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GiveLife.ca

    

PRINT EDITION
The great whale watch: How a data blitz put the plight of endangered animals into sharper relief
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In the Gulf of St. Lawrence, environmental change is bringing North Atlantic right whales into a danger zone of shipping and fishing. A massive research project has given the experts a better picture than ever of what's going on down below
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By IVAN SEMENIUK
  
  

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Wednesday, September 26, 2018 – Page A10

When he saw the flight track of the U.S. survey plane over the Gulf of St. Lawrence, Hansen Johnson knew the plan was working.

Watching on his computer, he could see that the plane had veered off from its search pattern of evenly spaced parallel lines into a spaghetti-like tangle of loops and tight circles.

"That's when I started getting excited," said Mr. Johnson, a PhD student in marine bioacoustics at Dalhousie University. "I knew that meant that they were photographing right whales."

That was July 31, as Mr. Johnson and his colleagues were on a twoday data-gathering blitz to find out what North Atlantic right whales were doing in areas where they have only recently been spotted in significant numbers.

All told, Canadian and U.S. expert observers identified about 30 to 40 whales from plane and survey boat, while two autonomous gliders were underwater recording whale calls. Overhead, a passing satellite simultaneously measured ocean conditions. Finally, and most crucially, were the 32 sonobuoys - sensitive underwater microphones that are designed to hunt for submarines - which the Canadian air force deployed in the same location from a C-140 maritime patrol aircraft.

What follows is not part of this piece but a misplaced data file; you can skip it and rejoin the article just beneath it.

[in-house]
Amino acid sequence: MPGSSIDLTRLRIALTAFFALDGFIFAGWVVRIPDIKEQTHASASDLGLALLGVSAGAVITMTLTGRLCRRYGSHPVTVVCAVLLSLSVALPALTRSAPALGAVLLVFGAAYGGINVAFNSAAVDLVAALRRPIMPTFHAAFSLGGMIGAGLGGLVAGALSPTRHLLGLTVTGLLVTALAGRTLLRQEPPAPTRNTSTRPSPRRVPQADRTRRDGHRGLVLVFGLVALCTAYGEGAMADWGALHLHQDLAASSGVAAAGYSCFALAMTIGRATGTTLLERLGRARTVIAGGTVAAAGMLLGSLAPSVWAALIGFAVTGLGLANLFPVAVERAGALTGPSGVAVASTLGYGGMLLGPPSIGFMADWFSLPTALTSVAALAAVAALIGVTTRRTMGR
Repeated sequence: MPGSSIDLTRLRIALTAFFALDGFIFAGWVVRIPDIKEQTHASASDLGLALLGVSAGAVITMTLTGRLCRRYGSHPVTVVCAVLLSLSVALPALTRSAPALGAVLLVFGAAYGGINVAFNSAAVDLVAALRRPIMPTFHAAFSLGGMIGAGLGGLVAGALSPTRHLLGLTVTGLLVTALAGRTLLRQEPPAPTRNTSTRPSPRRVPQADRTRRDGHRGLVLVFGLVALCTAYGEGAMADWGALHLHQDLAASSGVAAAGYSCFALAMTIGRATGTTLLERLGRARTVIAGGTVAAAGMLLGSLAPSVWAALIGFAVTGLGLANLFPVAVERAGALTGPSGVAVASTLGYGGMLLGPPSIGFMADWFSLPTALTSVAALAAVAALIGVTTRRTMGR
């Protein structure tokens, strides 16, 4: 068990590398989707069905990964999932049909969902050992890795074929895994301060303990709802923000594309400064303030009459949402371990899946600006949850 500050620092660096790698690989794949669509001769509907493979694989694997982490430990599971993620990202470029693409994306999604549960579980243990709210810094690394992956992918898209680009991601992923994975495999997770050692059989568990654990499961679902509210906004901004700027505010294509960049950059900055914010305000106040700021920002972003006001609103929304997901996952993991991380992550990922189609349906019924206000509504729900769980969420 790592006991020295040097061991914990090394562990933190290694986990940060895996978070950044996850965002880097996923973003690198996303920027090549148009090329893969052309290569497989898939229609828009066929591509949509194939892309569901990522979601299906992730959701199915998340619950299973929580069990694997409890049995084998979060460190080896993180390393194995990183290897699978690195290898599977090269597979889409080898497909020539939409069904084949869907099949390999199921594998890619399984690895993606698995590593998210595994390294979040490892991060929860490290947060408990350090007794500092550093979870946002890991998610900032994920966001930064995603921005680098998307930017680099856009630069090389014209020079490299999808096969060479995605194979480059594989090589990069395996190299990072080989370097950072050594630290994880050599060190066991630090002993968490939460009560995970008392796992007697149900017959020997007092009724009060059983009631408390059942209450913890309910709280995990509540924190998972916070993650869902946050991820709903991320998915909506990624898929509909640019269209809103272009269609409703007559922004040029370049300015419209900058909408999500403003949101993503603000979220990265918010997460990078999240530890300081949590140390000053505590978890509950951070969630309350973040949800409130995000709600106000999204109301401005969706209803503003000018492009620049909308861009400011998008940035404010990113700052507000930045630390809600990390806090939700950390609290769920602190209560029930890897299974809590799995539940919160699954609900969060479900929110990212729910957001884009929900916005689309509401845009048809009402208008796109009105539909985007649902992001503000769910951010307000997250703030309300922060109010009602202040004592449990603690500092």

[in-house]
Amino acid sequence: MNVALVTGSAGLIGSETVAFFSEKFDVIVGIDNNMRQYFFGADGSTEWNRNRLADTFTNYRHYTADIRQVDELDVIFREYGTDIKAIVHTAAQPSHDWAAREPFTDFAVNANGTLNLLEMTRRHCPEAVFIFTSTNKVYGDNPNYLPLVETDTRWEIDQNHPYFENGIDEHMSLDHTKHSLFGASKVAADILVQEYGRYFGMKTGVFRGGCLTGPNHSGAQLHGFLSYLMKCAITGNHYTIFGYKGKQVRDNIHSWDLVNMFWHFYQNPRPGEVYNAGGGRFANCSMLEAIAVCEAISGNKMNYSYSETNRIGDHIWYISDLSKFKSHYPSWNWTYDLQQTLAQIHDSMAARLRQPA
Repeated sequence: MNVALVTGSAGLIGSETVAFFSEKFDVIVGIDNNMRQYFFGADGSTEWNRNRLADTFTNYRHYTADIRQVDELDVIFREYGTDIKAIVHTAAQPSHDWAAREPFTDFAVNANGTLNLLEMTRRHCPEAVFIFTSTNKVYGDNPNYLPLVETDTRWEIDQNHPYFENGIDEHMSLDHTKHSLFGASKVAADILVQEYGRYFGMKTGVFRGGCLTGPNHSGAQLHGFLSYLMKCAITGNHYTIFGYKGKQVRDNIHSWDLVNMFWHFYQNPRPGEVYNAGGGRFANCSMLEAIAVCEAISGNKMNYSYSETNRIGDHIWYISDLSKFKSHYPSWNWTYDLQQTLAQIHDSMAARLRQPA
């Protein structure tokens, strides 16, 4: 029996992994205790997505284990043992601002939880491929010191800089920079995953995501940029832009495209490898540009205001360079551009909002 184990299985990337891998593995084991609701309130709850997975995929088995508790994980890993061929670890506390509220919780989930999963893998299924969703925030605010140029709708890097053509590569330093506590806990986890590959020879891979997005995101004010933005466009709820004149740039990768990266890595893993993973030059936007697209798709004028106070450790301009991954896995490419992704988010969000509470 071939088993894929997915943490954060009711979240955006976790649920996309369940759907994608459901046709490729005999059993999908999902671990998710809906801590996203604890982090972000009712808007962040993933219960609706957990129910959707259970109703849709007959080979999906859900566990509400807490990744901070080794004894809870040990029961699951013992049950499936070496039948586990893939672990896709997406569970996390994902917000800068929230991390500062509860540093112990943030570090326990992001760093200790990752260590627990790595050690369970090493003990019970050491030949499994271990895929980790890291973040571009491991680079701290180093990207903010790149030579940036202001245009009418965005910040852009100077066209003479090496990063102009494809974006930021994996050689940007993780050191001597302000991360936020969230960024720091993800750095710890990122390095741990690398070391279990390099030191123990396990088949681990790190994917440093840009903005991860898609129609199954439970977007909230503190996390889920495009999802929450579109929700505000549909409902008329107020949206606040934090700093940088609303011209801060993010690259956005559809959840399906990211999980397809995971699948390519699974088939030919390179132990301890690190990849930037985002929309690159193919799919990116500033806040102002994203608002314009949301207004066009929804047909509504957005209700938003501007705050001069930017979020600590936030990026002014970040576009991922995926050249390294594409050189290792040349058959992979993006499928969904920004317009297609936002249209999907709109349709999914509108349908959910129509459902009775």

Together, the academic, government and military contributions added up to an unprecedented snapshot of right-whale activity across 1,500 square kilometres of open ocean.

Waiting for news of the results "was like holding my breath for eight hours," said Mr. Johnson, who remained in Halifax to play a co-ordinating role during the joint exercise.

The point of all this effort goes beyond scientific curiosity.

North Atlantic right whales are among the most endangered of all marine mammals, numbering fewer than 500 individuals. They are well known in the Gulf of Maine and the Bay of Fundy, where protocols to protect them from collisions with passing ships have been in place for years. More recently, right whales have been observed in the Gulf of St. Lawrence, where it's thought they have been driven in pursuit of a shifting food supply.